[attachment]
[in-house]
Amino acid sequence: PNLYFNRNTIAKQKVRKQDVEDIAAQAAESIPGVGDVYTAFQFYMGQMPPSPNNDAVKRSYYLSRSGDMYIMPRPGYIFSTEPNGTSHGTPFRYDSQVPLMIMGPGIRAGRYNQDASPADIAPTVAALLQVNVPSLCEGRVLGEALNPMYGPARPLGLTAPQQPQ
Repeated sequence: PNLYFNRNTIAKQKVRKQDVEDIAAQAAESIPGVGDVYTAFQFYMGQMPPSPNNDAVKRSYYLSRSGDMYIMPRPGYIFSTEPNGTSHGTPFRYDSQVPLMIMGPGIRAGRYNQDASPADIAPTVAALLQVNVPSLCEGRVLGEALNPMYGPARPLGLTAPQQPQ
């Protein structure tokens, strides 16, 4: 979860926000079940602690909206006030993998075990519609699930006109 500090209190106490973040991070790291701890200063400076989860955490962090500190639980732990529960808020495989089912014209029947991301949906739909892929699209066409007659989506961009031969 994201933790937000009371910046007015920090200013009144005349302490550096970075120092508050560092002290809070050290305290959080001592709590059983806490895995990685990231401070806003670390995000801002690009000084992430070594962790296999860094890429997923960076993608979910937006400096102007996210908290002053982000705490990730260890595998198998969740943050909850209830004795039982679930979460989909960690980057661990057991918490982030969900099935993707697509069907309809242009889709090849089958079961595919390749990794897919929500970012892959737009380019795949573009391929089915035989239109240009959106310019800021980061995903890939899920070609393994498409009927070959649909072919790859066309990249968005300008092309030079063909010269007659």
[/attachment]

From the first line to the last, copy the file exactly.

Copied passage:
[in-house]
Amino acid sequence: PNLYFNRNTIAKQKVRKQDVEDIAAQAAESIPGVGDVYTAFQFYMGQMPPSPNNDAVKRSYYLSRSGDMYIMPRPGYIFSTEPNGTSHGTPFRYDSQVPLMIMGPGIRAGRYNQDASPADIAPTVAALLQVNVPSLCEGRVLGEALNPMYGPARPLGLTAPQQPQ
Repeated sequence: PNLYFNRNTIAKQKVRKQDVEDIAAQAAESIPGVGDVYTAFQFYMGQMPPSPNNDAVKRSYYLSRSGDMYIMPRPGYIFSTEPNGTSHGTPFRYDSQVPLMIMGPGIRAGRYNQDASPADIAPTVAALLQVNVPSLCEGRVLGEALNPMYGPARPLGLTAPQQPQ
């Protein structure tokens, strides 16, 4: 979860926000079940602690909206006030993998075990519609699930006109 500090209190106490973040991070790291701890200063400076989860955490962090500190639980732990529960808020495989089912014209029947991301949906739909892929699209066409007659989506961009031969 994201933790937000009371910046007015920090200013009144005349302490550096970075120092508050560092002290809070050290305290959080001592709590059983806490895995990685990231401070806003670390995000801002690009000084992430070594962790296999860094890429997923960076993608979910937006400096102007996210908290002053982000705490990730260890595998198998969740943050909850209830004795039982679930979460989909960690980057661990057991918490982030969900099935993707697509069907309809242009889709090849089958079961595919390749990794897919929500970012892959737009380019795949573009391929089915035989239109240009959106310019800021980061995903890939899920070609393994498409009927070959649909072919790859066309990249968005300008092309030079063909010269007659």